And then lastly I’d like just like to thank the people who believed in this project, Ben and Travis for asking questions and listening, and then all those who understand there are still some places left on this planet we must protect.   Please go flood the email boxes of your congressman and tell them they have a chance to save one of our last great salmon runs.    – Lauren (loakes@tu.org)


6 thoughts on “What’s up with Pebble? How can I help?

  1. I went the the Banff Film Festival World Tour last night and viewed your film Red Gold and I have to say, like most of your viewers; I cried. I am a very active environmentalist and a political artist and was so moved by your film. Simply thinking about it still makes my eyes water. I just want to commend you for taking the time and money to create such an amazing film and to bring awareness about the horrible possibility Pebble may bring to your state and community.

    As soon as I was home I wrote a very public note about your film on my Facebook page and sent emails explaining (in a few short paragraphs as best I could) what Pebble proposes to do, as well as included the email address of a number of Congress members for every one to send letters to.

    I included links to your site and your blog as well as the trailer to your film.

    I am hoping that we can help make a difference. I believe that Canada, with as many National Parks as we have, can completely understand your cause, and can help you! Even if it’s as simple as writing a letter.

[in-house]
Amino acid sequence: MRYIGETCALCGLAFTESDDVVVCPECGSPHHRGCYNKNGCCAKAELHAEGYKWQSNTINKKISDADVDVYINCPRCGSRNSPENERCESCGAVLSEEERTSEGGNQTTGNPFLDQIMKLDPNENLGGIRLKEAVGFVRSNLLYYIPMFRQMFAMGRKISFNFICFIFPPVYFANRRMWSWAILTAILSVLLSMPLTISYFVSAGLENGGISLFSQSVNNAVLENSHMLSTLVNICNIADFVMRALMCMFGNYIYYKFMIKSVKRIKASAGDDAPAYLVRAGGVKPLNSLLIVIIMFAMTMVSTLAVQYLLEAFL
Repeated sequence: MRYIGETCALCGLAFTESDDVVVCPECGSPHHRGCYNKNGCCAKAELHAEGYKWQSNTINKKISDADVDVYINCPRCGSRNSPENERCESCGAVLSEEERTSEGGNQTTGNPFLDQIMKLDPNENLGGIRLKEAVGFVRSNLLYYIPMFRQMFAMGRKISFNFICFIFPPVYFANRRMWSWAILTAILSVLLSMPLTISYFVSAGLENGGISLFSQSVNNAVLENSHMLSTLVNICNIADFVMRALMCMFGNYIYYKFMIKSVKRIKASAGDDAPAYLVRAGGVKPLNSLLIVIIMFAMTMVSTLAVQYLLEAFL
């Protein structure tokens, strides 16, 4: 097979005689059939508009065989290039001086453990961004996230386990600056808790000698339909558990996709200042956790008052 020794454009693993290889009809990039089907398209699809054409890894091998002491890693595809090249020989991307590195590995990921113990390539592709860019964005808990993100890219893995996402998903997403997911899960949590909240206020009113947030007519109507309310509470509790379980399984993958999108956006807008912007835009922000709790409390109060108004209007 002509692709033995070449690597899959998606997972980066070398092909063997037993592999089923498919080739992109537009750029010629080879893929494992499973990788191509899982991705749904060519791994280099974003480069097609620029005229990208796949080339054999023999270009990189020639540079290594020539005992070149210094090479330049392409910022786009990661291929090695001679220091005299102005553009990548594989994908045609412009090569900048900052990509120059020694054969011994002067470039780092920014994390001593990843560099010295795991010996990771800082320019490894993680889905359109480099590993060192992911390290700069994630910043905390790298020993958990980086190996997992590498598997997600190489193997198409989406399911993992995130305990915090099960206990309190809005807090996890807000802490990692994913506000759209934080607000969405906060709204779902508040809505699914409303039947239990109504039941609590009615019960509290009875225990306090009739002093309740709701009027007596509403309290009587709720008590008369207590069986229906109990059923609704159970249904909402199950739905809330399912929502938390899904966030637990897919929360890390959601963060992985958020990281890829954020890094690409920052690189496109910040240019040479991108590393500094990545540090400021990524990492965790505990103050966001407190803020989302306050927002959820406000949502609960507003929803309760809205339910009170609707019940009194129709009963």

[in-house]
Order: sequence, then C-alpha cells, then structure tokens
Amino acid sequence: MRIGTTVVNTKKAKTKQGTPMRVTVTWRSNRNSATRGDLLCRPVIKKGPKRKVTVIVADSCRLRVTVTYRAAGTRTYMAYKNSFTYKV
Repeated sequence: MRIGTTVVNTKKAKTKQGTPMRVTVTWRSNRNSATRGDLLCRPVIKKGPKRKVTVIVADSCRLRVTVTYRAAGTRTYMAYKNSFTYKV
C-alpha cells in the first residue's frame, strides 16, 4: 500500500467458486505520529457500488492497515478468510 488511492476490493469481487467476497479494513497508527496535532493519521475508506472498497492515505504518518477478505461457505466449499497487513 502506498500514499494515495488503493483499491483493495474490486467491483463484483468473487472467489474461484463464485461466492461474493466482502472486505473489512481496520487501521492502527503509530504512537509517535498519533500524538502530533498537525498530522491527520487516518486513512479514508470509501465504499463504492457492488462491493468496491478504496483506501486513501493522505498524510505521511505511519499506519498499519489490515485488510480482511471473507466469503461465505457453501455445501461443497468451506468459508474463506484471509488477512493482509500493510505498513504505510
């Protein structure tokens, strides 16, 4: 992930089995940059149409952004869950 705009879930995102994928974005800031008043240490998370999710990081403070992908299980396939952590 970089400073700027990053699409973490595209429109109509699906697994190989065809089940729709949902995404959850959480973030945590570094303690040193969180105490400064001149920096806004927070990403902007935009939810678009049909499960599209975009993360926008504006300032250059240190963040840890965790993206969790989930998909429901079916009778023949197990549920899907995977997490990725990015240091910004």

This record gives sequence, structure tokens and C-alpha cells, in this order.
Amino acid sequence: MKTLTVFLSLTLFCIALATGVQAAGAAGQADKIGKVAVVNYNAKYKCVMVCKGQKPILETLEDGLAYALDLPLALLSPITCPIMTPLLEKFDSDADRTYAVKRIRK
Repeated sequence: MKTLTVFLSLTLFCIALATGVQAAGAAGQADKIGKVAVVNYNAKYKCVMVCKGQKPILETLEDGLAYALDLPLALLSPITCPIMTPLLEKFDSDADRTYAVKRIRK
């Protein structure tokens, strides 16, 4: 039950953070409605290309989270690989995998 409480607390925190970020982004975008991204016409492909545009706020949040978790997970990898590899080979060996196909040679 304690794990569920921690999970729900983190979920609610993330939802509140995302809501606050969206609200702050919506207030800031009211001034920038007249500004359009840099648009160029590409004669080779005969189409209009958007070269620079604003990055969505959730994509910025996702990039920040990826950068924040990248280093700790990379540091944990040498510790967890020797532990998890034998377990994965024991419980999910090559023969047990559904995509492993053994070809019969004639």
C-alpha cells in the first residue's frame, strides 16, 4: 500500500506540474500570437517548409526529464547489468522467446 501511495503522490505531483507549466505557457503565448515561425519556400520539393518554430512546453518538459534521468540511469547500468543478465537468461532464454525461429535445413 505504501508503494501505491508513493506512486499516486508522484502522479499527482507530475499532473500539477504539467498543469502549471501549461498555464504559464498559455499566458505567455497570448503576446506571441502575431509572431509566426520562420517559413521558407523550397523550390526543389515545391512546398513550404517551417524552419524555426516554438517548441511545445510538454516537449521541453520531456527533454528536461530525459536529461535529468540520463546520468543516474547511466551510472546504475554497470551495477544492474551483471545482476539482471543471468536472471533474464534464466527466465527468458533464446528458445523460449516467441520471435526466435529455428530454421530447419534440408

I myself will be sending letters to every member of Congress in the Washington and Alaska states.

    If you know of anyone else who would be important to contact, please let me know and I will forward the information off.

    Thank you again for such a beautiful film. I really hope to help make a difference and keep those money hungry bastards off your land. (Pardon me, but I am infuriated!)

    Wishing you much success;

    Amy Middleton

  2. A friend shared with a bunch of us your film at a potluck and we all sat down and wrote letters to Obama adminstration. As Canadians we think this is very important to us and we should help our neighbours

    PLease update us what has happened lately
    Do you have a newsletter to share with us Canadians

    ALL the best keep up the fight

    • We all share this world doesn’t matter if we are Canadians or Americans or any other nationality. We need to save any land as it is slowly being developed for economic reasons.

      Keep the great work

  3. Like others i too cried. Great job. I love alaska, and bristol bay. I fell in love with this wild area,also with flying there.I own a cessna 180, and offer my services as plane and pilot, if i can help in further conservation efferts. And oh yes the sound track was wonderful, can you tell me who it is, thanks kirk

  4. Hi Lauren,

    I floated the Koktuli two years ago with my son and grandson, and wrote a story about the trip that was published in Fish Alaska magazine a couple months ago. If you’d like an e-mail copy of the piece, I’d be glad to send you one. Keep up the good work!

    Les Palmer
    Sterling, Alaska